Yet, even though we sin, we have a great God who is a God of love who looks after us, cares for us and does everything for us. He gives faith through His means of grace, the Word or Holy Baptism. He works to strengthen and keep us in faith. He has taken care of our sin, the price of which is eternal spiritual death. He took care of our sins once and for all by suffering the price on the cross, because of His great love for us. He gives us His means of grace, including and especially His Word of Law which reminds us of our total depravity and His Gospel which tells us of His total love for us. He gives faith, forgiveness, life and salvation.
Our response of faith, again, our response of faith, is to live lives of faith, that is, to do the good works which He has prepared in advance for us to do, to confess our sins, to encourage and build each other up in the body of Christ. Our response of faith is to have a craving for the Word. Our faith shows itself in our constant need and desire for His Word, being in Divine Service and Bible class as often as offered, having personal and family devotions and reading His Word. Our response of faith is being given the gifts. Our response of faith is not seeking some purpose we might think we need to have to appease an angry God, or to need to do something for a God who might need something from us. No, our response of faith is simply to be loved by God, to be loved by our God who created us to love us.
And so, brothers and sisters in Christ, fellow members of the priesthood of all believers, I encourage you as well, know that you are God’s people, living stones, members of the priesthood, by His help, live as God’s people. To Him be the glory, for Jesus’ sake. Amen.

Wednesday, May 14, 2014

An Example of Lifestyle (Vocational) Evangelism

I recently officiated at a wedding for one of the members of my congregation. After the service I was able to join in the celebration, mingle with the other guests, and enjoy a nice evening. While visiting with some of the guests I was told how well they thought of me because the bride had told them how she liked her pastor, how she was able ask him questions, especially theological and ethical questions and then how she would be better able to give an answer to others. They expressed how the bride truly liked her church and her pastor. She, the bride was truly a great witness, even evangelist and a great example of lifestyle or vocational evangelism as she was living her life as a living sacrifice always being ready to give an answer for the hope she had in her Savior. She exemplifies what lifestyle or vocational evangelism is at its best.

To get a better understanding of how effective was her witness is to understand the opposite, that is to understand people who continually degrade, bad mouth, and talk down their church and especially their pastor. When one lives a life of such a negative witness is it any wonder that should they ask any of their friends or coworkers if they would want to come and visit their church the answer would be a resounding “No!” Indeed, when we make such a negative witness, either consciously or unconsciously, griping and complaining, talking negative, bad mouthing and degrading or church or our pastor whom God called to be our pastor, we simply become a negative witnesses and evangelists even a witness and evangelist for Satan.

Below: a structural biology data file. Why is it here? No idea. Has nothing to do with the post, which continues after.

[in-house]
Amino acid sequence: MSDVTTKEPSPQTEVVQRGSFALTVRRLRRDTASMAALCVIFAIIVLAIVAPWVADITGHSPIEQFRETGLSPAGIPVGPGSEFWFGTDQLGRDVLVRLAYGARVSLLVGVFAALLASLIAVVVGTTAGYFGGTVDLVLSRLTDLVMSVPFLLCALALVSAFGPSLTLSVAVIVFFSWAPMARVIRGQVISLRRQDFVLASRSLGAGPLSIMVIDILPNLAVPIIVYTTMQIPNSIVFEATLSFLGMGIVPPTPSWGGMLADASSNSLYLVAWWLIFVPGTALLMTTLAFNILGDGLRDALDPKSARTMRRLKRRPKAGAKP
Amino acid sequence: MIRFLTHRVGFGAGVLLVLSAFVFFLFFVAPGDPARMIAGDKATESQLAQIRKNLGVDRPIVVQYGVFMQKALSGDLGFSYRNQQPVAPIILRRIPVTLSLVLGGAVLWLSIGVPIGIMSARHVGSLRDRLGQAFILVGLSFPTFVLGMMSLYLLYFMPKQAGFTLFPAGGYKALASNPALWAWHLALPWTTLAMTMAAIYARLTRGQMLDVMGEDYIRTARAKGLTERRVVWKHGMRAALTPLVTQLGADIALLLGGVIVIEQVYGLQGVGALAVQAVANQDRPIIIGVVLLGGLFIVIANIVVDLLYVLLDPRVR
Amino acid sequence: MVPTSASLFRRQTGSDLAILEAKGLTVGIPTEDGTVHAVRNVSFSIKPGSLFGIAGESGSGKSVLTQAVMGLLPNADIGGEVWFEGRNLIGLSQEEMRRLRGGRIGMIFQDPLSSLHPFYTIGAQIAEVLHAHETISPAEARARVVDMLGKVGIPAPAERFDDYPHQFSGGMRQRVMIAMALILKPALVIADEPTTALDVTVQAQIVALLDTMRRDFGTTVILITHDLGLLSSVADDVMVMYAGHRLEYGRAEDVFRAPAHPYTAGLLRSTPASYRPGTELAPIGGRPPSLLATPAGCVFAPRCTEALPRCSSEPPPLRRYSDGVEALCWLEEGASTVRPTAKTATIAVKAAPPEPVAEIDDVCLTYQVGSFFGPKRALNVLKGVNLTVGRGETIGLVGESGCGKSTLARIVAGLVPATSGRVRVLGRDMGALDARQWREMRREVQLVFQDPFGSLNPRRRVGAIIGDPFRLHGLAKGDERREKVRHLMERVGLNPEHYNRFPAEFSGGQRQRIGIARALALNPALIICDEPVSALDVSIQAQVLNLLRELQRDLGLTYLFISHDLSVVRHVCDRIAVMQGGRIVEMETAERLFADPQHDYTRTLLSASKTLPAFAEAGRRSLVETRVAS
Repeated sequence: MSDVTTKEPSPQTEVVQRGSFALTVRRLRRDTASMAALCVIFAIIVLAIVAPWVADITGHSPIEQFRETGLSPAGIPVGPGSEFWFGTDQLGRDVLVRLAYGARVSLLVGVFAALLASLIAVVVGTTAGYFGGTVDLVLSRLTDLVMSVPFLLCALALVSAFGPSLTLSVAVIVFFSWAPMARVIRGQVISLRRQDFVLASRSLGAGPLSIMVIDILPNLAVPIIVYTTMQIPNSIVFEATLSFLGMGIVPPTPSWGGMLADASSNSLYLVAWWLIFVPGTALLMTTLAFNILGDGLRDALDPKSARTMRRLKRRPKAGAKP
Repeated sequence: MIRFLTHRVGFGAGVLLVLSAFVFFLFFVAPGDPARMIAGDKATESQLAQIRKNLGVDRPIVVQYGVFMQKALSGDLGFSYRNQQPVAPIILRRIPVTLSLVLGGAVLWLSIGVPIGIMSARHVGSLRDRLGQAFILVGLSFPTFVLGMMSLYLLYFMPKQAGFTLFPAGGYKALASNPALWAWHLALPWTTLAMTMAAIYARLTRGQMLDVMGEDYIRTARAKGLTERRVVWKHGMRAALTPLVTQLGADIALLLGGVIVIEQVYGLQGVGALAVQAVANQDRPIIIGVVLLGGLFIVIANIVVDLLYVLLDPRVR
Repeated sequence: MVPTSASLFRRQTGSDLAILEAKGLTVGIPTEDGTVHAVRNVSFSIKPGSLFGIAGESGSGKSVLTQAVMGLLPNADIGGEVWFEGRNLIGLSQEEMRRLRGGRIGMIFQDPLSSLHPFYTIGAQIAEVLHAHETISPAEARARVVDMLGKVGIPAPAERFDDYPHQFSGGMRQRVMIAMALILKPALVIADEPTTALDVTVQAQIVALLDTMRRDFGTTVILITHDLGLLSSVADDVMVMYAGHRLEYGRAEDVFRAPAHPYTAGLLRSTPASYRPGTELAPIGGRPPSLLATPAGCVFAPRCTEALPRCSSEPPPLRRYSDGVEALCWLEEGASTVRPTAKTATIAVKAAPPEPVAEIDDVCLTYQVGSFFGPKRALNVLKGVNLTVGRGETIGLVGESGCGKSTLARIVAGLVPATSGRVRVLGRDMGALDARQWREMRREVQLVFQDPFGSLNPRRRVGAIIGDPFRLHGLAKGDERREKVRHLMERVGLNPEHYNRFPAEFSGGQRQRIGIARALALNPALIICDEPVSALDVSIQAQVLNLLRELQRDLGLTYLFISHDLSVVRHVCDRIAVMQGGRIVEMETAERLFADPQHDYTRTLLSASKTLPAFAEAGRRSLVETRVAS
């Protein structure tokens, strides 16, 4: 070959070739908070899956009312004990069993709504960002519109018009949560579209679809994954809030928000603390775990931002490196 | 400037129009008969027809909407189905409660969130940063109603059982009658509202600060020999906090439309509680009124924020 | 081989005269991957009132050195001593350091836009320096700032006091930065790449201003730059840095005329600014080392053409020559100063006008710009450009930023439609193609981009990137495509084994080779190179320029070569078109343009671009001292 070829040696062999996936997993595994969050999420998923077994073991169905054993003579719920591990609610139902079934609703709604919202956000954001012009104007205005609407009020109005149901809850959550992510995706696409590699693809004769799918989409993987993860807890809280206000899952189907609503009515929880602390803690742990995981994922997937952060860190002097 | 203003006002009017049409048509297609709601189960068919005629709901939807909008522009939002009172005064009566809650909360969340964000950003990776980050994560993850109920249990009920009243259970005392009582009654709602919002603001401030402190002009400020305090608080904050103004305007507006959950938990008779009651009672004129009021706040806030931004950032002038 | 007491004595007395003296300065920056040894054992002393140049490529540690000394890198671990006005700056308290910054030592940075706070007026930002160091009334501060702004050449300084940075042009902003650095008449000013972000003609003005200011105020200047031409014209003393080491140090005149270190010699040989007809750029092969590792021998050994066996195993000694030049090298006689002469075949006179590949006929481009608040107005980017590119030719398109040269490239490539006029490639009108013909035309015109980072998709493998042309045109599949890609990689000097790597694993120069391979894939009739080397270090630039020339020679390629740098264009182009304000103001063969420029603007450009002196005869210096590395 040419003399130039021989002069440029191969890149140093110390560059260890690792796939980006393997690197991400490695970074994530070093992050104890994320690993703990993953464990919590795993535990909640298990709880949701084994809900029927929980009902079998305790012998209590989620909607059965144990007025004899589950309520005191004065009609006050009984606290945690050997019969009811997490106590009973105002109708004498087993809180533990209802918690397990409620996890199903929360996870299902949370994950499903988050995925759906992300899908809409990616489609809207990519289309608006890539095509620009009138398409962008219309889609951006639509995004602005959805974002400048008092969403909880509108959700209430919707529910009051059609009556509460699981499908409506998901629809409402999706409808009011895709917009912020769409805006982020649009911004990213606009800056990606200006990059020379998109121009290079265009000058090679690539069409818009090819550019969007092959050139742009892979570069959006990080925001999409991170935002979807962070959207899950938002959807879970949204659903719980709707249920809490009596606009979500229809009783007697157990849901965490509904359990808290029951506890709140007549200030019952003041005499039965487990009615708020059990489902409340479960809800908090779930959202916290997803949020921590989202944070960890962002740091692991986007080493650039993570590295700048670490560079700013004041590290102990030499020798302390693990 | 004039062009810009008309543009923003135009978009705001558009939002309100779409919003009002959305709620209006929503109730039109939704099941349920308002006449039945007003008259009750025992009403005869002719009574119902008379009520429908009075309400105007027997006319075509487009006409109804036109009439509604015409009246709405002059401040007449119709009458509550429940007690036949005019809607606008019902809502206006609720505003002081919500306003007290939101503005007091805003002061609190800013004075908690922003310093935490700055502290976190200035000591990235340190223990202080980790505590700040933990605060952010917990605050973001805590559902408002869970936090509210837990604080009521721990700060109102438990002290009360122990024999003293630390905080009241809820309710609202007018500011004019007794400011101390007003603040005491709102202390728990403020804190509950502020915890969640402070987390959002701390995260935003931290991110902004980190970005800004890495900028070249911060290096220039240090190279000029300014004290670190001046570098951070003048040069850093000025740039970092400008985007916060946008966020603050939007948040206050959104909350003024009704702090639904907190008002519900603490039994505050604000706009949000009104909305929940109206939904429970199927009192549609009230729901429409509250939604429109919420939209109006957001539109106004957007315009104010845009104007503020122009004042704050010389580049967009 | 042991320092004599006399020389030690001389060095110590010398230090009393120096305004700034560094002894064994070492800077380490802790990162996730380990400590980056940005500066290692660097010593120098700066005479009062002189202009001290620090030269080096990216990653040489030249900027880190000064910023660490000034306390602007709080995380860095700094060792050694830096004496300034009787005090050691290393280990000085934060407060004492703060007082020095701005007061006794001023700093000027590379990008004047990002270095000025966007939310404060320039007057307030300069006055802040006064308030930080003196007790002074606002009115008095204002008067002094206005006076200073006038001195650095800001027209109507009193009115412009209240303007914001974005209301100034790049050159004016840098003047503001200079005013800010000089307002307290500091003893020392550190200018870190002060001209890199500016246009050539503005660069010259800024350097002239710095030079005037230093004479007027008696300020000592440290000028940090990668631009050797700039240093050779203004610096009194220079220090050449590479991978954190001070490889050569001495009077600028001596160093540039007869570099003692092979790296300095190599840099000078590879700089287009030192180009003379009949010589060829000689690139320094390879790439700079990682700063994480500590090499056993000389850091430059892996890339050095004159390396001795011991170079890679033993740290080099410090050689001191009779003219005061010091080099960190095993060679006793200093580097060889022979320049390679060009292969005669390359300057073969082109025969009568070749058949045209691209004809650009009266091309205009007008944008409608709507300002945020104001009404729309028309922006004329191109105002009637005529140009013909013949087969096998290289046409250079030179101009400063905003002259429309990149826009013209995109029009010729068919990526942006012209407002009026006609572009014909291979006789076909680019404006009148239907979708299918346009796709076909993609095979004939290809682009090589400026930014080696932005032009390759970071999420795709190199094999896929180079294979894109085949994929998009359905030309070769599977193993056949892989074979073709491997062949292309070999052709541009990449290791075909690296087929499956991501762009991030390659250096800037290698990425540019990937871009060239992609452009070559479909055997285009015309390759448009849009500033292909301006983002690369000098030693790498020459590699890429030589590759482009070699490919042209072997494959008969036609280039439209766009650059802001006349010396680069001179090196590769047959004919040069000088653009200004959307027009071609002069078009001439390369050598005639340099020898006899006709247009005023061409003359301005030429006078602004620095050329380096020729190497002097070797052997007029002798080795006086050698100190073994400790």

God has given us our church. He has called our pastor to be His representative and shepherd in His congregation. At the same time, God does not call us to like our pastor or our church, although it would certainly help if we did. God calls us to faith and to faithfulness including defending, speaking well of, and putting the best construction on everything (Eight Commandment Explanation). God calls us to be witnesses, living lives as living sacrifices for Him! I wonder how much better our own lives would be and how much more effective our churches would be in reaching out to others if we stopped and engaged our minds especially thinking about for whom we are witnessing, before we speak, especially before we speak negatively. Perhaps then, we might speak positively instead and truly be a good witness/evangelist!

Sunday, May 11, 2014

Healed, by His Wounds - May 11, 2014 - Fourth Sunday of Easter/Mother’s Day - Text: 1 Peter 2:19-25

This morning we celebrate Good Shepherd Sunday, so called because our Gospel reading is the reading of Jesus our Good Shepherd. Today is also our secular holiday of Mother’s Day and so we extend cordial greetings to the mothers who are with us this morning as we say, “Happy Mother’s Day.”
The image of sheep and shepherds has long been used in our church as a way to help us to understand how our Lord cares for us. We are His sheep and He is our Good Shepherd. We even use this imagery in our own congregations, that is we call our local minister our pastor or our shepherd. Certainly I include myself as one of God’s sheep here on this earth. Jesus is our Good Shepherd who cares for us and shows how much He loves us in this fact that He gave the ultimate sacrifice of Himself for us. And just as sheep tend to get into trouble, following where their nose leads, following the sheep in front of them into trouble, getting into one “mess” after another, even after the shepherd just rescued them from one “mess,” even so, we continue through this life getting into trouble, following where our will and whim leads us, following other sinners into sin and getting into trouble and one mess after another, perhaps even asking God, “What have you done for me lately?”